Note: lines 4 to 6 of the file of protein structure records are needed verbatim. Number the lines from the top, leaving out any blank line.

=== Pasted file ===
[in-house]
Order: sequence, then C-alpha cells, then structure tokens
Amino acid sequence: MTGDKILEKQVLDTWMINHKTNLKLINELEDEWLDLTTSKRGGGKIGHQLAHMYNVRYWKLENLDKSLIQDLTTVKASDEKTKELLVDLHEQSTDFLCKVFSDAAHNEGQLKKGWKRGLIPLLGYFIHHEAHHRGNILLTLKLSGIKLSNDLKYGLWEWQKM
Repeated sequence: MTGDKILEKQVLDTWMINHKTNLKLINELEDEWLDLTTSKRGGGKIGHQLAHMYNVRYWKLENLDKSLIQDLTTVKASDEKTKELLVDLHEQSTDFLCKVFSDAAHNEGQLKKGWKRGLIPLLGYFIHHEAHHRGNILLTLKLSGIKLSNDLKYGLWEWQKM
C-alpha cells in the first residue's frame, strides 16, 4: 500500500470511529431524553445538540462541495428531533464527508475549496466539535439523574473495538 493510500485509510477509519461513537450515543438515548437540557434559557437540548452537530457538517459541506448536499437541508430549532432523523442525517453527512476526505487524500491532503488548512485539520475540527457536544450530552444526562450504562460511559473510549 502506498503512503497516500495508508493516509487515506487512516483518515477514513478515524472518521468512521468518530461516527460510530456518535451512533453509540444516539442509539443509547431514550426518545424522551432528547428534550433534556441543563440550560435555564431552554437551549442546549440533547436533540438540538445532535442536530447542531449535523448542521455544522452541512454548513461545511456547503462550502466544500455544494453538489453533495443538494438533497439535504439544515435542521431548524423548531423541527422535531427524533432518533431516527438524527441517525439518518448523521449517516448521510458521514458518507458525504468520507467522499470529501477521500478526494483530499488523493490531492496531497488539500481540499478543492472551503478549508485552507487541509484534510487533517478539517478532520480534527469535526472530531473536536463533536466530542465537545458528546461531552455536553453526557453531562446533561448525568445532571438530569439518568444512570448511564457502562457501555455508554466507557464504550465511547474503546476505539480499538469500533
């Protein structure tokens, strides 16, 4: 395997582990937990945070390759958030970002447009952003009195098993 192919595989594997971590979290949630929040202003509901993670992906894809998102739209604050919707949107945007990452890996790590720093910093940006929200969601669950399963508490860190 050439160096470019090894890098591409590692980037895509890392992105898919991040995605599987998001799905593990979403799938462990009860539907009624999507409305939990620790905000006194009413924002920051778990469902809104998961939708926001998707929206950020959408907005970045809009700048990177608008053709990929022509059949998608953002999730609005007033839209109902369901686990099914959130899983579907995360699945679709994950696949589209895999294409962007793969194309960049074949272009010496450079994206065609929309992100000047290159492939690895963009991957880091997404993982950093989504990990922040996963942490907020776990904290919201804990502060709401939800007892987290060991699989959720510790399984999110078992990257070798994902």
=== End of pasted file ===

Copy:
Repeated sequence: MTGDKILEKQVLDTWMINHKTNLKLINELEDEWLDLTTSKRGGGKIGHQLAHMYNVRYWKLENLDKSLIQDLTTVKASDEKTKELLVDLHEQSTDFLCKVFSDAAHNEGQLKKGWKRGLIPLLGYFIHHEAHHRGNILLTLKLSGIKLSNDLKYGLWEWQKM
C-alpha cells in the first residue's frame, strides 16, 4: 500500500470511529431524553445538540462541495428531533464527508475549496466539535439523574473495538 493510500485509510477509519461513537450515543438515548437540557434559557437540548452537530457538517459541506448536499437541508430549532432523523442525517453527512476526505487524500491532503488548512485539520475540527457536544450530552444526562450504562460511559473510549 502506498503512503497516500495508508493516509487515506487512516483518515477514513478515524472518521468512521468518530461516527460510530456518535451512533453509540444516539442509539443509547431514550426518545424522551432528547428534550433534556441543563440550560435555564431552554437551549442546549440533547436533540438540538445532535442536530447542531449535523448542521455544522452541512454548513461545511456547503462550502466544500455544494453538489453533495443538494438533497439535504439544515435542521431548524423548531423541527422535531427524533432518533431516527438524527441517525439518518448523521449517516448521510458521514458518507458525504468520507467522499470529501477521500478526494483530499488523493490531492496531497488539500481540499478543492472551503478549508485552507487541509484534510487533517478539517478532520480534527469535526472530531473536536463533536466530542465537545458528546461531552455536553453526557453531562446533561448525568445532571438530569439518568444512570448511564457502562457501555455508554466507557464504550465511547474503546476505539480499538469500533
């Protein structure tokens, strides 16, 4: 395997582990937990945070390759958030970002447009952003009195098993 192919595989594997971590979290949630929040202003509901993670992906894809998102739209604050919707949107945007990452890996790590720093910093940006929200969601669950399963508490860190 050439160096470019090894890098591409590692980037895509890392992105898919991040995605599987998001799905593990979403799938462990009860539907009624999507409305939990620790905000006194009413924002920051778990469902809104998961939708926001998707929206950020959408907005970045809009700048990177608008053709990929022509059949998608953002999730609005007033839209109902369901686990099914959130899983579907995360699945679709994950696949589209895999294409962007793969194309960049074949272009010496450079994206065609929309992100000047290159492939690895963009991957880091997404993982950093989504990990922040996963942490907020776990904290919201804990502060709401939800007892987290060991699989959720510790399984999110078992990257070798994902």